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Lewisburg chronicle. (Lewisburg, Pa.) 1850-1859, March 13, 1857, Image 1

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CHRONICLE
lEWISBBRG
ESTABLISHED IS 18.3....W1IOLE NO., 671.
O. N. WOUDEN, J. R. CORNELIUS & E. SMITH.
Ax In'dkpen'dext Family and News Journal.
LEWISBDRG, UNION CO., PA., FRIDAY, MARCII 13, 1857.
At $1,50 Per Tear, always i.h Advance.
Kmm ttii IUrribunt '-lugra.'k.
i r ii i:.
To'!! till ! the hell, with a mournful knell,
Fur tlir- hrr. jmt departed,
The noble Kik ! long live his name!
The gentle, linn-hearied.
Emblazm his name on the walls of fame.
Speak it in hall an. I cot.
His deeds reheare, in glowing rerse,
la every pleasant spot.
Let a n uion weep and its vicils keep
O'er the dnt of the honored K,
From the icy North let a wail come forth.
For the one thus early slain
Who p-rile.l life 'raid the ansry strife
Oi' I'olar storms and snfiws,
To seek for one, who, alas ! had sone
To his loiij, Ions;, last repose.
Let Scince m .urn for him now home
To Ihe dark, deep, lonely tomb.
Who'll no in ire weave with -tho'is that breathe'
Strange lore from land-, unknown.
But, his race here rim. the coal he has won.
Earth's laurels cast meekly a-ide,
With lI-aren'sbrihtlhrongheMiisancirsang
To Hmi the onre Crucified.
llARRisitrHw, March 4, lsn7. F.
Be Kind to Tour Wife.
Be kiud to your wife. Th'uk bow, in
the first blu-h of maiden beauty, she turn
ed aside from the haunts of pleasure, aud
the caress of fond parents, and brothers,
aud sisters, to follow your fortunes thro'
the world ! Think with what blended hope
an l agony you followed her from place to
place, watching her every look and pou
deriug the meiuiii of her most careless
tones, until, wou by your imp rlutiity,siio
placed her hand t-o trust fully iu yours,
auJ said, "I am all your own Think of
the cares, and anxieties aud physical suf
ferings she has iucurrd f.r you ! and do
not desett her now, wheu her clietk is fa
ded, her step has lost its elasticity, and she
its an uuc itnpiainin watcher over your
best interests, a self-incarcerated prisoner
iu her owu home.
Merrily the music sounds, ynung feet
trip lightly in the nnzy dioce, and joyous
laughter ri'igs along the walls; but is not
...
there. The curtaiu rises, and the far
famed artiste eomes forth to charm the
listeniug crofd with her melodious son"
but she is not there. The orator arises
before his rapt audience, hi rich, deep
tooes of eloquence floating away along tho
crowded passages, and curling upwards as
a voice of incense to the vaulted roof but
she is not there. Art opens her new stores
and displays her wonderful creations eti
the glowing canvas and in the speaking
bust your wife is a lover of the chaste
and beautiful, but she is not there. Lit
erature presents new leaves, from the fas
cinating pens of genius the wife aud mo
ther has but little tiuii to retd.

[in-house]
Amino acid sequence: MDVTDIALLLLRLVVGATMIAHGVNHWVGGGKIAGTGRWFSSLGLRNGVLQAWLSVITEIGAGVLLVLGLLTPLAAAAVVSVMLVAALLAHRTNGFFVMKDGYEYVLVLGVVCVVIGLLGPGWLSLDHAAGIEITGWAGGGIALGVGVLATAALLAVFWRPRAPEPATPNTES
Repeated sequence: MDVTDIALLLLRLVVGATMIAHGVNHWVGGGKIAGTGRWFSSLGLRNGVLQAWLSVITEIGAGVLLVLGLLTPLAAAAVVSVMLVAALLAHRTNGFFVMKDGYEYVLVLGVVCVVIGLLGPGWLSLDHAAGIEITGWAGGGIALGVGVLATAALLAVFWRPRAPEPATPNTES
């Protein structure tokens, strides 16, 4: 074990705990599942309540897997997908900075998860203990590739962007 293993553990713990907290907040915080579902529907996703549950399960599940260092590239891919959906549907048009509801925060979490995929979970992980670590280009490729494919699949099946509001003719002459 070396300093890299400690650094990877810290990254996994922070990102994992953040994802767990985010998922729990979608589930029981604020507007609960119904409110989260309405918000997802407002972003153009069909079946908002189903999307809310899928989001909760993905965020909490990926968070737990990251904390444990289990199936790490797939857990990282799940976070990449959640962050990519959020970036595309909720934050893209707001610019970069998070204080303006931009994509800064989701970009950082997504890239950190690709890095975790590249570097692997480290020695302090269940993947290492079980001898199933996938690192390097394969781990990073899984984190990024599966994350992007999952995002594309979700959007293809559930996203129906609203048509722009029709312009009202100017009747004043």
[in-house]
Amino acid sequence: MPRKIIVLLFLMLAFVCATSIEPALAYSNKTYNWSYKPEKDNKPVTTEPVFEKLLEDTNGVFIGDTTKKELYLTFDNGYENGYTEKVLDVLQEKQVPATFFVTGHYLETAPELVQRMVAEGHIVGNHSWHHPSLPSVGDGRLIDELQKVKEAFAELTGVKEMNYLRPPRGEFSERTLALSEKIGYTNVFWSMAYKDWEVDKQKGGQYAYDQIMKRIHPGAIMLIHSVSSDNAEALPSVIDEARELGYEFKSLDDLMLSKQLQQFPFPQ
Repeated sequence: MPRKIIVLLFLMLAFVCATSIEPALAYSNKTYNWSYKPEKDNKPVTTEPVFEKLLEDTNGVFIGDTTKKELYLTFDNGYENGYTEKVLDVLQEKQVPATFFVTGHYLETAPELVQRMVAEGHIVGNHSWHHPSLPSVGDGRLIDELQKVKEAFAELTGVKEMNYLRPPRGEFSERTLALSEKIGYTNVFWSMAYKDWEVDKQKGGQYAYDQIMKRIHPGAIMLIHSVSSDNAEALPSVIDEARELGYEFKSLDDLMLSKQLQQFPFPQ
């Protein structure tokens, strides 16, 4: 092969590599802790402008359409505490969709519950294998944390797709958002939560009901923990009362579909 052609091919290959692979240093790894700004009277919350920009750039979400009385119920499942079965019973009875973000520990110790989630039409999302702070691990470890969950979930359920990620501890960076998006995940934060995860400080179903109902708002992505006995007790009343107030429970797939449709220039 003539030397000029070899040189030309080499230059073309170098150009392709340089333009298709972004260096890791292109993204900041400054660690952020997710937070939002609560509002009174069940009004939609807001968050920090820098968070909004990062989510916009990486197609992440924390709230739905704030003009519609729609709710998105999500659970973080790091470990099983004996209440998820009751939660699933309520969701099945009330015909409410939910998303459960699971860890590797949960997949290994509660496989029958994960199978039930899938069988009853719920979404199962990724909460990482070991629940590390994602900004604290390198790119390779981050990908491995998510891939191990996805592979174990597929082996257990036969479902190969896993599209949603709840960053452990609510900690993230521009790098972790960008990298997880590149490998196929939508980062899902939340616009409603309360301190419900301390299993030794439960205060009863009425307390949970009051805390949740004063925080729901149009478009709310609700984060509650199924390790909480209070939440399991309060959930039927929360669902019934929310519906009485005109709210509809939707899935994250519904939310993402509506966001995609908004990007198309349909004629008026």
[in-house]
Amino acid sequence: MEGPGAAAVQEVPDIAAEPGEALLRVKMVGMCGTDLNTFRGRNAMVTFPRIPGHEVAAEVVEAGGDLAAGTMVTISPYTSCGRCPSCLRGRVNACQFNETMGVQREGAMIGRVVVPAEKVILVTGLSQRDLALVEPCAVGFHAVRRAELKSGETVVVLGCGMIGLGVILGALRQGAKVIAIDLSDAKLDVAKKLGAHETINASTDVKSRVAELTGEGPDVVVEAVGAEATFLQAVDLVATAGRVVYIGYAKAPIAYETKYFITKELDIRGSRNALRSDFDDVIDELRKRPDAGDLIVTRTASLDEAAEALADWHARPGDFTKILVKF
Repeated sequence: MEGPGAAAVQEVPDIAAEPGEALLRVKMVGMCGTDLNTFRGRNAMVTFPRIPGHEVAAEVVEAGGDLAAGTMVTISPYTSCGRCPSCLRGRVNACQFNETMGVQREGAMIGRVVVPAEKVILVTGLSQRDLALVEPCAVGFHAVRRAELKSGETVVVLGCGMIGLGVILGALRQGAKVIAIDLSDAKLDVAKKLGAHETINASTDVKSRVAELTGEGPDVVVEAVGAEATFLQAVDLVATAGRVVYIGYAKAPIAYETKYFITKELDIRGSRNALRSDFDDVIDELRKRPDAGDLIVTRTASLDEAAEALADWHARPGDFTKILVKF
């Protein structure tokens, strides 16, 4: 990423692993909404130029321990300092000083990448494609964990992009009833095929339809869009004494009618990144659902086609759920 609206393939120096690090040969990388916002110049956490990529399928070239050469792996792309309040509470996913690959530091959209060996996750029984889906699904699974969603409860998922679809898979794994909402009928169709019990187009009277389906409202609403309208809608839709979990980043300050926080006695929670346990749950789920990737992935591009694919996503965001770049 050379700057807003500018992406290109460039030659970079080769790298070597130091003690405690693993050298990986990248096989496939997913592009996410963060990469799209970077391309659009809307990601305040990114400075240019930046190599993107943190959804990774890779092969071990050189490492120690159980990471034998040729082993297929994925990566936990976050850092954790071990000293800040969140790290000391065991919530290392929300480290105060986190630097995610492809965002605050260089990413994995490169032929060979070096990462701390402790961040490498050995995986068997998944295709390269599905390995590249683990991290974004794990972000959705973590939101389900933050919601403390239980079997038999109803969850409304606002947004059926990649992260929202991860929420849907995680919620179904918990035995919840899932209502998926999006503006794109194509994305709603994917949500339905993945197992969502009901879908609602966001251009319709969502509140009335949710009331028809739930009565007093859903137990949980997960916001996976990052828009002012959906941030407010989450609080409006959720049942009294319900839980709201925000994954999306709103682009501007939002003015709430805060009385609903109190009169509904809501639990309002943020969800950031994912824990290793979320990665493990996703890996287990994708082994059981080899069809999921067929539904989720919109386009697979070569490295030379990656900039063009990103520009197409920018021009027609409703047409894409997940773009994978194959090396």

No! there she lingers at horns, a God
commissi u'd watcher over helpless child
ren ; singing the babe to sleep, bendiug to
catch the lisping voice of those dear ones
who havo a thousaud imaginary wauts, en
couraging tho quiet, and aoothiug the fret
ful. She is wnary, but does not complain;
her tettples thrub, but she does not heed
their throbbing, as ever and anon she turns
a wishful glance towards the door, fur she
expects her husbaud.
She exprcts ju ; and her whole world
of bappiuess will be there when you arrive.
ill you enter that room with a cold
indifference? Will you utter a hasty word
in r,r......... vr;ii :. i
.. .. 11 in iuu eit uun u wuu
a frown on your countenace, or complain of
the burdens you are called to bear ? Will
you thoughtlessly remind her of her faded
beauty, or mauifest surprise at her ienor-
ance of many thines now passin" in the
creat world from which she has been ex- '
eluded by her peculiar duties ? Will vou
suffer the recollection of any more youth-
ful. or more beautiful, to haunt vou in
. , . t. . . . . ;
J
uome shallowed preeincts.or cross the white j
leaf of eonjuoal Wicity with one unhallow-
ei thouirbt 9 Oh f romomhpr vnur parlv
love, your carl, promise. ; think bow faith- ,
o J J
fllllo ftha Il:is lfpfit liprs Intra ir flu n
ought, and she is still b.autiful-beaatiful .
, .r . . ..
.aorificL d.vo.inn , J "l-ll" T'.
she is all vour own that thro,,ho,,t Z
sue an your owu, mat, throughout the
wuie world, you a, sure o but one heart ,
whoie every chorJ u IiuteJ invifliblj to a '
J
counterpart in yours ; realize that upon
,., . i
her bosom alone you may weep out your
sorrows in the day of trial, without the
fear of being mocked.
Hatband, l.ve ynur icif, .' Gather her to
your heart of hearts, as if in her were all
your topes of happiness combined ; bless
htr daily forherpatience aud truth ; stand
up like a man between her and tbe rude,
r wv.ivccu u.i aiiii iuv rude
cold world.and teach your children to bono ;
ber, that G ad may honor ou I 11 h